Farmers in South Dakota are rushing to get their work done in the fall to make sure their crops are good for the holidays and to prepare their land for the winter. This also means that it is one of the more dangerous seasons of the year for them as their quicker work approach can lead to some serious accidents.
Farming is one of the deadliest occupations in the nation with the amount of safety hazards in and outside of the fields. Combine this with some locations not providing sufficient training or supervision, and a lot of workers can be at serious risk. If you or a loved one are working this physically demanding career field, you should be especially careful around these areas of your workplace.
Tractor accidents are one of the most frequent injuries found on farms. Many operators make the mistake of trying to start the tractor on the ground or leaving the vehicle while it is still running. Farmers should only turn on the tractor and keep it running when they are in the operating seat to avoid potentially getting their body parts or clothes stuck in the vehicle. Older tractors are also prone to rollovers on hills or narrow pathways. Operators need to wear their seat belts and install safeguards such as crush-proof cabs and roll bars to decrease the chance of a potential catastrophe.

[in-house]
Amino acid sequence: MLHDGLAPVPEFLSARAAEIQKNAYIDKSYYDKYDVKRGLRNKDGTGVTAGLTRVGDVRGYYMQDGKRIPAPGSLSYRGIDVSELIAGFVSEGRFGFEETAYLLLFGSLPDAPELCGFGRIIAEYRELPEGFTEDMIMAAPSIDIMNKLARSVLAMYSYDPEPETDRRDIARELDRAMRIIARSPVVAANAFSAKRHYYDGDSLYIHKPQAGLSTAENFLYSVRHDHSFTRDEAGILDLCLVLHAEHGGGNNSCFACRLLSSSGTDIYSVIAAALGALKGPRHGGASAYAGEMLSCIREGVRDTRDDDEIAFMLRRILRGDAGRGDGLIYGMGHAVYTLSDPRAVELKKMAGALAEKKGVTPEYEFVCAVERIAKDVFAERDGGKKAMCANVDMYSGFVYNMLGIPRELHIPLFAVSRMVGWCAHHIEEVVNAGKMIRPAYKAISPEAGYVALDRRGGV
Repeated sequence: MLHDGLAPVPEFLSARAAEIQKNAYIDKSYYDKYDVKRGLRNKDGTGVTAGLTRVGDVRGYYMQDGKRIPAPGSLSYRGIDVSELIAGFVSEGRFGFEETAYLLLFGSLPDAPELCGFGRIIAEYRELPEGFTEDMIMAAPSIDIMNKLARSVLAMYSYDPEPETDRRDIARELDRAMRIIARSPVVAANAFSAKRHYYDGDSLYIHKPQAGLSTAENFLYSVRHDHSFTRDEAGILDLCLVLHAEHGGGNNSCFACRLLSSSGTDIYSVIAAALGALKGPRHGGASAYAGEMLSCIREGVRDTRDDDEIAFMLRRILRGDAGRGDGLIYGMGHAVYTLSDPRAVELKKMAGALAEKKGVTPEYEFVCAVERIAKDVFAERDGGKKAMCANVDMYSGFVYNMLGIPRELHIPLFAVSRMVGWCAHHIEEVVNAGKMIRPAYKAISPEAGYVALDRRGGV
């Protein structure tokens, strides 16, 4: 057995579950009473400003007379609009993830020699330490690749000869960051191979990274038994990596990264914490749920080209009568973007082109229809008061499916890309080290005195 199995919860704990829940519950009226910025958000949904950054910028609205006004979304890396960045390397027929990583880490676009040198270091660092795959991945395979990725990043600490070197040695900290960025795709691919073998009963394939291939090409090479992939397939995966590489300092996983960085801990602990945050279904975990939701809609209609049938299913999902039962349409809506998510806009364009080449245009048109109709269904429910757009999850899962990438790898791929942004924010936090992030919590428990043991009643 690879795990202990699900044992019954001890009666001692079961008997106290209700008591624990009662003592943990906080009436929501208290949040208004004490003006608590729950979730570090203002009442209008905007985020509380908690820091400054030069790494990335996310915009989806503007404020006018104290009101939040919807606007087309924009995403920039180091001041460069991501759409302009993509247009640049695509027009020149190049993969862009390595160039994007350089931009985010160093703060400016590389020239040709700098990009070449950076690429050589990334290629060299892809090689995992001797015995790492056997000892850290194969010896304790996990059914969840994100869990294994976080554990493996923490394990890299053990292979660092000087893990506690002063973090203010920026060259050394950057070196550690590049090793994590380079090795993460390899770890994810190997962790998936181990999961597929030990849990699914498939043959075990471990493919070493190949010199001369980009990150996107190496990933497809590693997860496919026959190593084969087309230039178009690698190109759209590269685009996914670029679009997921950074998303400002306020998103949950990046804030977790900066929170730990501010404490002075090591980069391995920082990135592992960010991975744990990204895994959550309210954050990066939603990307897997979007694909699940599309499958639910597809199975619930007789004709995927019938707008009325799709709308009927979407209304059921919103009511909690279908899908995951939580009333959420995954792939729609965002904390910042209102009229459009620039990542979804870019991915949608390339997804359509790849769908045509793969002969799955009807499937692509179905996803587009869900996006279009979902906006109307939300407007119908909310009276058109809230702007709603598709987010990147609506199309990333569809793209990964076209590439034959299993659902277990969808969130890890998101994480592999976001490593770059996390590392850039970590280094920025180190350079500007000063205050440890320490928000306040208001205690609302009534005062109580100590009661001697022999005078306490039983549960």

In 2017, there were 31 reported fatalities in confined spaces on farms. The most common place where this occurs is inside grain bridges, as some workers make the mistake of standing on them. If they receive no adequate training, they can fall inside and suffocate from the thousands of seeds within. South Dakota farmers must create a safety plan and install a safety rope with exit ladders for workers to access when inside the bin.
Farms come equipped with dozens of machines to help them manage the fields and livestock around them. With the frequent usage of these devices, several workers have reported incidents where someone suffered either from a lack of training, safety equipment or not checking to see the machine is operating correctly before turning it on. Balers are common machines that farmers fail to take precautions for. Last month, a man in Eden died when a part of his machine fell on him.
South Dakota farm workers should be given proper training and safety equipment before operating such deadly machines in an already dangerous place. Injured parties should receive sufficient work compensation to help cover for devastating damages. If not enough is provided, you can contact an attorney to help with your financial recovery.